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One difficulty experienced at this time was that the low compression ratio

also implied a low expansion ratio during the power stroke. Exhaust gases
were thus still hot, hotter than a contemporary engine, and this led to
frequent trouble with burnt exhaust valves.
A

major

improvement

to

the

sidevalve

engine

was

the

advent

of Ricardo's turbulent head design. This reduced the space within the
combustion chamber and the ports, but by careful thought about the airflow
paths within them it allowed a more efficient flow in and out of the chamber.
Most importantly, it used turbulence within the chamber to thoroughly mix
the fuel and air mixture. This, of itself, allowed the use of higher compression
ratios and more efficient engine operation.
Despite common knowledge, the limit on sidevalve performance is not the
gas flow through the valves, but rather the shape of the combustion
chamber. With high speed engines and high compression, the limiting
difficulty becomes that of achieving complete and efficient combustion,
whilst also avoiding the problems of unwanted pre-detonation. The shape of
a sidevalve combustion chamber, being inevitably wider than the cylinder to
reach the valve ports, conflicts with achieving both an ideal shape for
combustion[note 2] and also the small volume (and low height) needed for high
compression. Modern, efficient engines thus tend towards the pent roof or
hemi designs, where the valves are brought close in to the centre of the
space.
Where fuel quality is low and octane rating is poor, compression ratios will be
restricted. In these cases, the sidevalve engine still has much to offer.
Particularly in the case of the developed IOE engine for a market with poor
fuels,

engines

such

as Rolls-Royce

series or

the Land-Rover use

complicated arrangement of inclined valves, a cylinder head line at an angle


to the bore and corresponding angled pistons to provide a compact

combustion

chamber

approaching

the

near-hemispherical

ideal.

Such

engines remained in production into the 1990s, only being finally replaced
when the fuels available 'in the field' became more likely to be diesel than
petrol.

DETAIL:
Internally, the cylinder head has passages called ports or tracts for the
fuel/air mixture to travel to the inlet valves from the intake manifold, and
for exhaust gases to travel from the exhaust valves to the exhaust manifold.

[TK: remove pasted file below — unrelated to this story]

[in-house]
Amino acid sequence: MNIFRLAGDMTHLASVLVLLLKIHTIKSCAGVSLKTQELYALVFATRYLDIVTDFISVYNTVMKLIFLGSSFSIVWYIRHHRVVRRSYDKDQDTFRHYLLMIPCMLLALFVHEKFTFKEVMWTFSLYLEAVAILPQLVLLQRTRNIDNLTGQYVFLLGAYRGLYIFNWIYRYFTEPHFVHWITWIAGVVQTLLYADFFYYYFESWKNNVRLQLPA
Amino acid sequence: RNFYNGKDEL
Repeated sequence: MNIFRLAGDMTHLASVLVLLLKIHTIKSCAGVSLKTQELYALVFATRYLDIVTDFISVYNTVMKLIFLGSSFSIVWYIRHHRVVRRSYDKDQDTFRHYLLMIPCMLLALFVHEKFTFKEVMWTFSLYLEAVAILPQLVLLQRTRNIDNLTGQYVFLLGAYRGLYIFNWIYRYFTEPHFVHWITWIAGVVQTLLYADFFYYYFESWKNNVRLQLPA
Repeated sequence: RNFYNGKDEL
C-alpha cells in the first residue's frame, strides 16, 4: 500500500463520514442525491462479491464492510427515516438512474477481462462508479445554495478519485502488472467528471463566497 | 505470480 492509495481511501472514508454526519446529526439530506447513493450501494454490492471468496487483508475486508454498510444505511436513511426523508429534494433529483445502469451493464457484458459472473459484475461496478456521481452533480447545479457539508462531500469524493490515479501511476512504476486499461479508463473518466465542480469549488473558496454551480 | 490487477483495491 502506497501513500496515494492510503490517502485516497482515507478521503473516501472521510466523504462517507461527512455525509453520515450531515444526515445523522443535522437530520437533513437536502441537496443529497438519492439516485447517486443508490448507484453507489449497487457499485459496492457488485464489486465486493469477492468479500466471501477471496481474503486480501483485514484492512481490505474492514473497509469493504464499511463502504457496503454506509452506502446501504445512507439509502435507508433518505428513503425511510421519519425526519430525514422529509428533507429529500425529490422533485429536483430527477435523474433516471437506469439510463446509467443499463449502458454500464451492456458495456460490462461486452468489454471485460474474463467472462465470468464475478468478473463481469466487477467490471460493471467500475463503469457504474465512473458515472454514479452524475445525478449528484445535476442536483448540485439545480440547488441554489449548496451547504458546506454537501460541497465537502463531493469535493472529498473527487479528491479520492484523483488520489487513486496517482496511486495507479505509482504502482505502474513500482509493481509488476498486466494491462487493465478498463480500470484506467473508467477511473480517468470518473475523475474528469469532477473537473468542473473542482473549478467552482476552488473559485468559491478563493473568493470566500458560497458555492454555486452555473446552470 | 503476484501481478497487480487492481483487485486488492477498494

In a water-cooled engine, the cylinder head also contains integral ducts and
passages for the engines' coolant - usually a mixture of water and
antifreeze - to facilitate the transfer of excess heat away from the head, and
therefore the engine in general.
In the overhead valve (OHV) design, the cylinder head contains the poppet
valves and the spark plugs, along with tracts or 'ports' for the inlet and
exhaust

gases.

The

operation

of

the

valves

is

initiated

by

the

engine's camshaft, which is sited within the cylinder block, and its moment
of operation is transmitted to the valves pushrods, and then rocker
arms mounted on a rocker shaft - the rocker arms and shaft also being
located within the cylinder head.
In the overhead camshaft (OHC) design, the cylinder head contains the
valves, spark plugs and inlet/exhaust tracts just like the OHV engine, but the
camshaft is now also contained within the cylinder head. The camshaft may
be seated centrally between each offset row of inlet and exhaust valves, and
still also utilizing rocker arms (but without any pushrods), or the camshaft

may be seated directly above the valves eliminating the rocker arms and
utilizing 'bucket' tappets.
Implementation:
The number of cylinder heads in an engine is a function of the engine
configuration. Almost all engines today use a single cylinder head that serves
all the cylinders. A V (or Vee) engine has two cylinder heads, one for each
cylinder bank of the 'V'. For a few compact 'narrow angle' V engines, such as
the Volkswagen VR6, the angle between the cylinder banks is so narrow that
it uses a single head spanning the two banks. A flat engine (basically a V
engine, where the angle between the cylinder banks is now 180) has two
heads. Most radial engines have one head for each cylinder, although this is
usually of the monobloc form wherein the head is made as an integral part of
the cylinder. This is also common for motorcycles, and such head/cylinder
components are referred-to as barrels.